Sinkholes are being recorded with increasing frequency, so people have begun to wonder is this because of more reporting, or something else. Sinkholes caused by aging infrastructure are common. If this happens to your road surface, Dykes Paving has the experience to rehabilitate your road. However, geological reasons are also a factor in many places, including Georgia.
A sinkhole is simply a hole that opens up in the ground and is caused by erosion and the movement of water. Natural sinkholes often occur when rainwater seeps into soluble bedrock. Chalk, sandstone, gypsum salt or carbonate rocks such as limestone are among the soluble rocks prone to dissolving over time when water seeps into them. This process can take a very long time naturally.
As a natural process continues, the top layer of soil and sand above slowly falls into cracks and voids created by the dissolving soluble rock underneath. This process creates a sinkhole that is technically termed a cover-subsidence sinkhole. The amount of time the top layer of earth and any man-made structures on top of it will last depends on how thick and sturdy the top layer is, and how close this void is to the surface. However, as a hole continues to grow, eventually the surface layer will collapse into it.
Sinkholes can be large or small. Both natural conditions and human activity together can cause some sinkholes. Other sinkholes may be caused solely by human activity (as in the case of aging infrastructure); and other sinkholes may simply be due to natural conditions.
Some areas are more prone to sinkholes for geological reasons. Florida and Georgia are particularly prone to sinkholes. A paper by Clint Kromhout identified why Florida is particularly prone to sinkholes. The geologist, working in the Florida Department of Environmental Protection, identified in “What’s Up with All the Sinkholes?” how both manmade and geological factors combine in Florida.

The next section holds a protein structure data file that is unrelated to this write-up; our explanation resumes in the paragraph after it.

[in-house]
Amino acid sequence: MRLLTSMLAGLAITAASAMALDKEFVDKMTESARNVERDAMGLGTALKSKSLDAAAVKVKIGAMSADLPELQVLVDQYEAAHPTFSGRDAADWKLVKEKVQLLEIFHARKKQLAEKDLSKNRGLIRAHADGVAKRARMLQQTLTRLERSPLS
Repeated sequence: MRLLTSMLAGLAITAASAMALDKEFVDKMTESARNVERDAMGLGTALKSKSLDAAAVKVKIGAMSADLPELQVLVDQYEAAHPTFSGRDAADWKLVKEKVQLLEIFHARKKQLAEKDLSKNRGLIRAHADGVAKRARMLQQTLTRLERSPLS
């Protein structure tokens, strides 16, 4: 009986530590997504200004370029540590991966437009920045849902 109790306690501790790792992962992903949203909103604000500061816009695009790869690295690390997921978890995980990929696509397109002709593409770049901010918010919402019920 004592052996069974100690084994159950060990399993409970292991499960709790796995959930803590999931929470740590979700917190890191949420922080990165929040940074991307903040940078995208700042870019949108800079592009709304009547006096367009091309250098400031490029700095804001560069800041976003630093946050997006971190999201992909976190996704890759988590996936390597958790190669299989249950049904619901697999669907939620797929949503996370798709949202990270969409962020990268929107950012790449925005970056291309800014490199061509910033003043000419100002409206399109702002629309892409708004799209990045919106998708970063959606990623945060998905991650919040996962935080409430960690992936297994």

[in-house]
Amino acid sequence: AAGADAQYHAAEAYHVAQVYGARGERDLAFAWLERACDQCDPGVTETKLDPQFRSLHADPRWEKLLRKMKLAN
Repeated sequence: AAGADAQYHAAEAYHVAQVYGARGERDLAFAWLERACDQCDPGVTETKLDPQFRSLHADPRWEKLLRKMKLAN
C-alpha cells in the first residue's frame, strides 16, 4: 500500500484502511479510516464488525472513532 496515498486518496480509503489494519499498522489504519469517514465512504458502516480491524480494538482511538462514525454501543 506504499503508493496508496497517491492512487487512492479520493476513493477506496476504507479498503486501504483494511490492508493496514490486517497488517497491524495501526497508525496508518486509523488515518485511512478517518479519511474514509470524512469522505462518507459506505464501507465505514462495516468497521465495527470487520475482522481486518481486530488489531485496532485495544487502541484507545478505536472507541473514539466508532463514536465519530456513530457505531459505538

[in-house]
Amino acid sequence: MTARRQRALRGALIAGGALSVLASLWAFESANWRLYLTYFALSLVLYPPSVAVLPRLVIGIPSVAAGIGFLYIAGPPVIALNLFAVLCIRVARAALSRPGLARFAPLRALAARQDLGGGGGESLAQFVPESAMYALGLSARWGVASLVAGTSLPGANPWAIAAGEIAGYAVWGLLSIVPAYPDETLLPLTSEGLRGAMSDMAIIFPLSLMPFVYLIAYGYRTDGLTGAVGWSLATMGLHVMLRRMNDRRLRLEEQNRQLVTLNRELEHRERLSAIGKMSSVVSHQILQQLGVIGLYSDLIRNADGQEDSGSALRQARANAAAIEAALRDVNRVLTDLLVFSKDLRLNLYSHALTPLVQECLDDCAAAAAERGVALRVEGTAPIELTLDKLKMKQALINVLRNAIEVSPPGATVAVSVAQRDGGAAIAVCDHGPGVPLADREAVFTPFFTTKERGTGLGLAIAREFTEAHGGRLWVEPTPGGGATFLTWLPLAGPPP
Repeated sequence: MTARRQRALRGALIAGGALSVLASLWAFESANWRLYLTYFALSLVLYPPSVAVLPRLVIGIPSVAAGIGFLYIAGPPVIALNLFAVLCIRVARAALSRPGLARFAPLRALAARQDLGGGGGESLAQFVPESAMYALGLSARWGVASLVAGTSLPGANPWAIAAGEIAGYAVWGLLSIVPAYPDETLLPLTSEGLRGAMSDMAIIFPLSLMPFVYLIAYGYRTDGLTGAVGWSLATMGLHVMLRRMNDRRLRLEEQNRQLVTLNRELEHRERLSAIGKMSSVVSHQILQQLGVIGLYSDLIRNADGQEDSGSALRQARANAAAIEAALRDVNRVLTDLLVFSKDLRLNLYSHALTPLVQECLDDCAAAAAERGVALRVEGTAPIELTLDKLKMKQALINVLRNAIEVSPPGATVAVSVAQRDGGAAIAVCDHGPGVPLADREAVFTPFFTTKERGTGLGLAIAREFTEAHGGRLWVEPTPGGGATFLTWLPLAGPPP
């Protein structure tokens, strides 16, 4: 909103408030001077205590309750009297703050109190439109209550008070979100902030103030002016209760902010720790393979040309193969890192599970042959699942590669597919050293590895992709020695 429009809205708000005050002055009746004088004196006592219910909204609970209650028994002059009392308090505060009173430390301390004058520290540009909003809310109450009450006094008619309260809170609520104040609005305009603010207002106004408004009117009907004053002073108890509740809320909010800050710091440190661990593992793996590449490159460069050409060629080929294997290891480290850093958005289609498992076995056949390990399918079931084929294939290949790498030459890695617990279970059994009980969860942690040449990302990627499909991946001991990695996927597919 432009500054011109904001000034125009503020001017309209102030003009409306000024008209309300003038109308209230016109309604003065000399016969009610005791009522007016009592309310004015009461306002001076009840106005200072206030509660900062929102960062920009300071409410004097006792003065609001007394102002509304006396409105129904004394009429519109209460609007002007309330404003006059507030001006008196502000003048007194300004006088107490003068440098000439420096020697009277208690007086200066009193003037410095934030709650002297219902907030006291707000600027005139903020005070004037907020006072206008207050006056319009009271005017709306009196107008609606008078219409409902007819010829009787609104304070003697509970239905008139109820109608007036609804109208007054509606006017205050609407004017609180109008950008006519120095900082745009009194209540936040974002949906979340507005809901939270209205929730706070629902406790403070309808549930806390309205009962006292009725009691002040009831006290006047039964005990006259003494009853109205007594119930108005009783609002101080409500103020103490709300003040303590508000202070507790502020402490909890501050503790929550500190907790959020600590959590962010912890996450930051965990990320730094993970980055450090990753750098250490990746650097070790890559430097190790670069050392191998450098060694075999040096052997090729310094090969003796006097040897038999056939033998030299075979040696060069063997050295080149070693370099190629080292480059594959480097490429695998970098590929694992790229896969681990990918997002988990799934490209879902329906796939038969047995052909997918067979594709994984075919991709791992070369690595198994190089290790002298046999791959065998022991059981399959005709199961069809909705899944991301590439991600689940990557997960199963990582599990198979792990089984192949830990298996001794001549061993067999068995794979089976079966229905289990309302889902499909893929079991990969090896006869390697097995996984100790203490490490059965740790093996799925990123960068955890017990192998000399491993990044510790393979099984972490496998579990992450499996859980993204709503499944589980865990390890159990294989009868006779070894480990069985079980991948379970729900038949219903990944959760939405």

The basic difference in Florida is that its territory is composed of carbonate rocks (dolostone and limestone) covered by mixtures of sand and clay. Carbonate rocks store groundwater and due to a chemical process they are prone to slowly dissolving over time. The result is a host of surface depressions common to Florida. One type of such a surface depression is a sinkhole.
As the population grows in the states, the likelihood of more sinkholes may increase. In Georgia, naturally occurring sinkholes are caused by two different reasons. Some parts of northern Georgia and in southern Georgia soluble rock causes sinkholes. Georgia is also a stretch zone state. Stretch zones in US states exist because of stresses put on the North American tectonic plate. In stretch zones, rocks are pulled apart.
It is likely the sinkhole in your area was created by tectonic activity, geological issues, or a man made problem. Generally, people in Georgia are lucky their sinkholes are usually not as deep as those occurring in Florida. No matter what the immediate source of the problem, call the paving experts at Dykes Paving when you need to repave the area disturbed by the sinkhole.